Ernesto Mercado has testified to a lot of things other than what he knows about the overpricing of the Makati parking building. He brought to public attention the “Hacienda Binay,” and, once started, will not stop until he has told all of what he knows about Jojo Binay. Why? Because, as he states in an interview, Binay wants to be president and the Filipino people deserve to know what they would be getting if they vote for him. For his exact words, go to YouTube and replay his interview with me in “Bawal ang Pasaway.”
And Mercado has widened his “clientele.” Not only is the Senate blue ribbon subcommittee listening to him, but it seems the Ombudsman and the justice secretary are just as interested. In the final analysis, the question is: How credible is Ernesto Mercado? Very, say the legal beagles, because he made “a declaration against interest” (such as admissions in participating in corrupt practices), which is an exception to the hearsay rule.
This column aims to help the Reader decide for herself by supplying a backgrounder on him. Feel free to add to the information here given.
Ernesto Salvador Mercado was born on April 28, 1953, in Cabanatuan, Nueva Ecija, and was educated there (Cabu Elementary School, Central Luzon State University High School) until he got his bachelor’s degree in geodetic engineering from Araullo Lyceum.
How came he to Makati? His wife, Juanita, whom he married in 1982, is from Makati. They set up the Quadrille Survey Co., which was how he made his living. In 1986, he won the contract under then Vice Mayor Lani Bernardo, to “sukat ng lupa” of the seven Makati barangays in Fort Bonifacio. That’s when he met Jojo Binay.
He got into politics in 1988, when Binay asked him to assist his running mate, Conchitina Sevilla Bernardo, during the election campaign. In 1992, the Makati city engineer, Nelson Irazga, recommended him to Binay as councilor material, and Binay agreed. And his own political life started.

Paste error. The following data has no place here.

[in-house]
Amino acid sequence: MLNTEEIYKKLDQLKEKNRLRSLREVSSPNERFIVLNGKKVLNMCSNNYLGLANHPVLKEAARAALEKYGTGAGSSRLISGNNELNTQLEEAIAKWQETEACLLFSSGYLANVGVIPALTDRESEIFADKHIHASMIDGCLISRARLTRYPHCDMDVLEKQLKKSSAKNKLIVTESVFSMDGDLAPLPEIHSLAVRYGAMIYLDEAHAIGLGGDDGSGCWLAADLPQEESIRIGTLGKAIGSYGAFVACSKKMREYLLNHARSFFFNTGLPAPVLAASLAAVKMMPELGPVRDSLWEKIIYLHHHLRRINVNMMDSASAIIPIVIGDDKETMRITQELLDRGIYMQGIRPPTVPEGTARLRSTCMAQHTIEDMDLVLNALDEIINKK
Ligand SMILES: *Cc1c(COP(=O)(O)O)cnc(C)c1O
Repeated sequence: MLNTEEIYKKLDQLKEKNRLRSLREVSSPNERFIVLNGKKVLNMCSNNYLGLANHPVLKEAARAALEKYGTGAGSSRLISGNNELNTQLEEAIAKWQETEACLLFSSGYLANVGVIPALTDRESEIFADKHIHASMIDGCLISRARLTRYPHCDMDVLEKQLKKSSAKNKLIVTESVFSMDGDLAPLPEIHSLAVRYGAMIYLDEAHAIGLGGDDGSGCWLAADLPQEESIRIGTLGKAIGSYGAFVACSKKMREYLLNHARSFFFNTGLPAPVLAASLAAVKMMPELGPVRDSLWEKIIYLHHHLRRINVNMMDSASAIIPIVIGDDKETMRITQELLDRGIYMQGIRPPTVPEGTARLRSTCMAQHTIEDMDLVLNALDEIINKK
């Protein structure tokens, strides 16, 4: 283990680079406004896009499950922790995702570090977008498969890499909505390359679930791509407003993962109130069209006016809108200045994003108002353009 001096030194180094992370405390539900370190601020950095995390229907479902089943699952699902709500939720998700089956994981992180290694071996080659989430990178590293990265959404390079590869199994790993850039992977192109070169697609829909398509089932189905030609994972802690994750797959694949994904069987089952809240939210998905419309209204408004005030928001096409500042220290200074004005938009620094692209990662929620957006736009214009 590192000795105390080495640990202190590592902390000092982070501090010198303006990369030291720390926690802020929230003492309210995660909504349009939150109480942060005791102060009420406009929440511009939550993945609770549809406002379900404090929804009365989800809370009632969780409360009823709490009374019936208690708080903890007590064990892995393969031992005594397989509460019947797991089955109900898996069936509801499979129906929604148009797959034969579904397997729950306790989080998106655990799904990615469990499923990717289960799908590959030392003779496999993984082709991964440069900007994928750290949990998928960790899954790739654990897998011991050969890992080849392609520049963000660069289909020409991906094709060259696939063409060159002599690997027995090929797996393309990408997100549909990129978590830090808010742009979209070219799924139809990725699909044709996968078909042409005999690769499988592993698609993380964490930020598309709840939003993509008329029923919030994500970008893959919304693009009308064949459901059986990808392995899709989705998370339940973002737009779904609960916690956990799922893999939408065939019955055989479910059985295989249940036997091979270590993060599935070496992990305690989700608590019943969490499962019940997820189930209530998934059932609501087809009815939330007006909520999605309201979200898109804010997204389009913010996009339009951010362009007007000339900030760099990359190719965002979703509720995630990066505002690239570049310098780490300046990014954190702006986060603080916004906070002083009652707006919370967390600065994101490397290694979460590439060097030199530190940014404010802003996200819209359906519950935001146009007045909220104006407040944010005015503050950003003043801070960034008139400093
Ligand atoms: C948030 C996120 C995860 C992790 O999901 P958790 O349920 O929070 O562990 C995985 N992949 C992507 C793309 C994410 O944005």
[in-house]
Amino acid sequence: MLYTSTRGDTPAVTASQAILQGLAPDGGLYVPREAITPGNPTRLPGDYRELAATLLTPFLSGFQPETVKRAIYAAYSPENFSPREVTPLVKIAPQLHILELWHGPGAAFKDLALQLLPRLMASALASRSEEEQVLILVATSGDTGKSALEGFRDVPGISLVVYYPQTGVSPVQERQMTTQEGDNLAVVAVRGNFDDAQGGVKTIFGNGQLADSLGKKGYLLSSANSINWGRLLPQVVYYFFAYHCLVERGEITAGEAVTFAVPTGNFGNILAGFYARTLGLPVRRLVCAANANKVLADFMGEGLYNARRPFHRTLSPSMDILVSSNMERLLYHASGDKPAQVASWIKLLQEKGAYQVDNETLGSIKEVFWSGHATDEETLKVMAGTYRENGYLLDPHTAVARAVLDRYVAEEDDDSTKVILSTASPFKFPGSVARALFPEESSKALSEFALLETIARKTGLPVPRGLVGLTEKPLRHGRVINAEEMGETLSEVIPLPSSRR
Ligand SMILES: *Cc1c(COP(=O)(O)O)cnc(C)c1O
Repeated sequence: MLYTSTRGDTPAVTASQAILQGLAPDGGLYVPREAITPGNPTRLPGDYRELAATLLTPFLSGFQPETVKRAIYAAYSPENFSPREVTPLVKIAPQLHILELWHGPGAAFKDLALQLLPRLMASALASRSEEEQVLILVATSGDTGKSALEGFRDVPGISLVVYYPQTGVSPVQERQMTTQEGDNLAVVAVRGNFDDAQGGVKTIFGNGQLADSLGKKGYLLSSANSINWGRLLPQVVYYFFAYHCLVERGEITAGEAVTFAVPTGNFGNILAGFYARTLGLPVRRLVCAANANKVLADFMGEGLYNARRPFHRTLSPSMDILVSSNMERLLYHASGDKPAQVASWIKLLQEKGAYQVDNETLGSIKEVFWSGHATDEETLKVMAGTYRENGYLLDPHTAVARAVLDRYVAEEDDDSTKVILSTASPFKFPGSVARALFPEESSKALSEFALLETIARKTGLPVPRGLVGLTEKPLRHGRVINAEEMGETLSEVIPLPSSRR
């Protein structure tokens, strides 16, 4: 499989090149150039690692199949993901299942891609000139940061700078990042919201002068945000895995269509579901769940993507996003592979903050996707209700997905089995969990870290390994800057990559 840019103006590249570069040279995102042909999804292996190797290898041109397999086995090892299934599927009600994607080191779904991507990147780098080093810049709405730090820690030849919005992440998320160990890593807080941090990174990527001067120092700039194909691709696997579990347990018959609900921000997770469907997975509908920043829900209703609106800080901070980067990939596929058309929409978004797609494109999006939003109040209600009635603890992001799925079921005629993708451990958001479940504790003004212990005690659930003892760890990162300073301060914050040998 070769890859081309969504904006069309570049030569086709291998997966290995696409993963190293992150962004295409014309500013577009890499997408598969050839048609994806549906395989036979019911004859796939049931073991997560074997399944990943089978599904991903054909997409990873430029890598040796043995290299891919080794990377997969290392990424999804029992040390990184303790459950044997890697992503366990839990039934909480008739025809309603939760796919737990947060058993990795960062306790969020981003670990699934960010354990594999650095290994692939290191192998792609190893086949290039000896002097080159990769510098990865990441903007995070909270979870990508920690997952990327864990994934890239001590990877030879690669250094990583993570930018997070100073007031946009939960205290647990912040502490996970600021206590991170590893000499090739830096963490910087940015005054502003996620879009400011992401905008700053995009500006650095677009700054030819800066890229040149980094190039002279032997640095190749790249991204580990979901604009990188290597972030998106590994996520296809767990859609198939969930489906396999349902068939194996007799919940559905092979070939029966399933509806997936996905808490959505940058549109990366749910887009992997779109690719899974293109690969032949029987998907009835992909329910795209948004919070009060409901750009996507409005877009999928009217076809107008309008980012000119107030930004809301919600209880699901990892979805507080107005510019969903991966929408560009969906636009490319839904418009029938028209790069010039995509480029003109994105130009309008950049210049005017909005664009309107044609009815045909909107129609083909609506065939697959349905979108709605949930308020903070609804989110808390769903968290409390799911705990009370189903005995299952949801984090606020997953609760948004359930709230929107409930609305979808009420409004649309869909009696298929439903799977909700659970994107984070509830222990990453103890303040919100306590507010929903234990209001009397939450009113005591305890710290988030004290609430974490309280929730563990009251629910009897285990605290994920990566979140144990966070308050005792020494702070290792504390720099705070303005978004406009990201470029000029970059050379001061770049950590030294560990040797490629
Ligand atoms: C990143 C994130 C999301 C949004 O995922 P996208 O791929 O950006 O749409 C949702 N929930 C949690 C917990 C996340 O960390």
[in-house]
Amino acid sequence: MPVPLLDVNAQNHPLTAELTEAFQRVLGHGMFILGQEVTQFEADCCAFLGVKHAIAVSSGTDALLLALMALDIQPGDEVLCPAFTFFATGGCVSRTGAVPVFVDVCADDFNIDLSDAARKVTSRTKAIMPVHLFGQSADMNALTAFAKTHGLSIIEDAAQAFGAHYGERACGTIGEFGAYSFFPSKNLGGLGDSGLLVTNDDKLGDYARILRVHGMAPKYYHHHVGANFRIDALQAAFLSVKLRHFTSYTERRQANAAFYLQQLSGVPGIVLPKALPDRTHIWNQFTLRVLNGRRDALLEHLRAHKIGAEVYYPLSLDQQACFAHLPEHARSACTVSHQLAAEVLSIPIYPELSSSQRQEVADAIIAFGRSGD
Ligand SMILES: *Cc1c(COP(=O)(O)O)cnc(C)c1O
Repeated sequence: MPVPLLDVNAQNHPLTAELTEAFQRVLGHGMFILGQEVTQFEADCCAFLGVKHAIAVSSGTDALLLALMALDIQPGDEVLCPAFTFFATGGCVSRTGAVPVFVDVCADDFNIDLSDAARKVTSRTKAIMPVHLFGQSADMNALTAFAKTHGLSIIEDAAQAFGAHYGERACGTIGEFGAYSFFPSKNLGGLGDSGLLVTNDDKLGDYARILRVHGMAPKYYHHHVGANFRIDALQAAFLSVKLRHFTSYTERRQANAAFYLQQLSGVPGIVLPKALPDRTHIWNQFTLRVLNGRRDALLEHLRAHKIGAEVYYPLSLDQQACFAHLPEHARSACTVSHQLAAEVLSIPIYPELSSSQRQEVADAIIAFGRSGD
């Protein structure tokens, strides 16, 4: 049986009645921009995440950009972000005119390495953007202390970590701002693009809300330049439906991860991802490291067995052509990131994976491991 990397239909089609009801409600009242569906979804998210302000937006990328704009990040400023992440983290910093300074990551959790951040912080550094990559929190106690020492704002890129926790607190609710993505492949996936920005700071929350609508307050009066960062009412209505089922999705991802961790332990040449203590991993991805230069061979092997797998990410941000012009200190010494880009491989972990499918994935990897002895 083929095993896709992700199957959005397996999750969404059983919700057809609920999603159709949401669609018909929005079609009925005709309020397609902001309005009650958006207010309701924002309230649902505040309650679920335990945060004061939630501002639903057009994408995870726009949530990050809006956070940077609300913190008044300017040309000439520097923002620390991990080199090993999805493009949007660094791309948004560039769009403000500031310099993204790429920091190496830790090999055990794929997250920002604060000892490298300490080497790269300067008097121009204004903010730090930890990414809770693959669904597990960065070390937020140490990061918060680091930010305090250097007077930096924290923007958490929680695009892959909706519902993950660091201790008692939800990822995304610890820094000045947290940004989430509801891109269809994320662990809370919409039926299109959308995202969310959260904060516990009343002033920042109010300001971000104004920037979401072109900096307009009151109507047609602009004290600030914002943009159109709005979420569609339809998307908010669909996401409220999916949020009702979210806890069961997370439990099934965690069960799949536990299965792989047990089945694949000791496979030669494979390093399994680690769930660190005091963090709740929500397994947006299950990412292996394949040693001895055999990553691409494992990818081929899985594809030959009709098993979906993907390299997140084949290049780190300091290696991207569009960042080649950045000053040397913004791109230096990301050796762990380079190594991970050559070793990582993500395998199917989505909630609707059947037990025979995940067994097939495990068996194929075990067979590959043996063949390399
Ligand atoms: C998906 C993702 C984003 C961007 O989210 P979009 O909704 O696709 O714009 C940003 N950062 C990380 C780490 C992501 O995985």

In 1998 he ran for vice mayor under Elenita Binay, but lost to Edu Manzano, so he was in the private sector for three years. His 1992 statement of assets, liabilities and net worth showed a net worth of P15 million. In 2001 his net worth was P60 million. How does he explain this? He claims that in 1992, he did not realize that properties and businesses under his wife’s name should be reported. This was corrected in 2001, he claims. How much of the difference in net worth this explains, I still have not ascertained.
His friendship with Binay started with his helping Binay establish a piggery in what started as a five-hectare lot in Batangas (by the time he stopped in 2002, it had grown to 95 hectares). And, apparently like all councilors, he received a monthly allowance from Binay. But his knowledge of the extent of corruption in Makati started only when he ran and won as vice mayor in 2001. In the “Bawal ang Pasaway” interview, he mentions that he suggested to his boss that they minimize the corruption he had encountered: He did this by reducing the number of signatures needed for approval of a project/license/permit from 35 to 18.
What is the accomplishment that he is proudest of as vice mayor? His legacy, he says, was that he succeeded in controlling the drug problem in Makati (there has been backsliding since he left). What is he most ashamed of? That he got embroiled in the corruption in Makati.
How close was he to Binay? Like brothers, he says. When Binay was resigned that he would be suspended in 2001 (the case that the Supreme Court said should be heard by the Sandiganbayan) or thereabouts, it was Mercado who urged him to hire the best lawyers (stop pretending to be poor) and fight it out. The same thing happened in 2007 when the “ghost employee” scandal broke in Makati.
It was Binay who applied the term “brother” to Mercado.
He also says that Binay asked him to be mayor in 2010 but that he declined (he knew how Binay had behaved to others to whom he had offered positions). It was only when Binay went to Nueva Ecija to ask Mercado’s father to help change his mind, that he accepted. And Binay told so many people that Mercado would succeed him—until Binay changed his own mind and endorsed his son for the job.
Mercado decided to pursue the mayoralty. Twenty-seven of 33 barangay captains supported him but he lost anyway, even in his own precinct. Interestingly, 14 of his 16 councilor-candidates won, and so did his vice mayor. What are the odds?
Out of government, he is not required to declare his SALN. But he has a 16-room beach resort in Coron, Palawan, run by his daughter Carla, and a 4-story hotel (Grand Villa) in Pateros run by his son Jerome. Another daughter, Christine, has a clinic (she is a licensed nurse). His fourth child, April, is a college sophomore. And his son Eruel (out of marriage) is also still in school.
He is president of Freeway Insurance Agency (Mandaluyong), Christine Int’l Ventures Corp. and TwinLeaf Group (both in Pembo, Makati).
Mercado has also been very open about his gambling and his womanizing. But the bottom line is: Do we think that with respect to Binay, after 18 years (1992-2010) of close association, he knows where all the bodies are buried? And will he lie about it?
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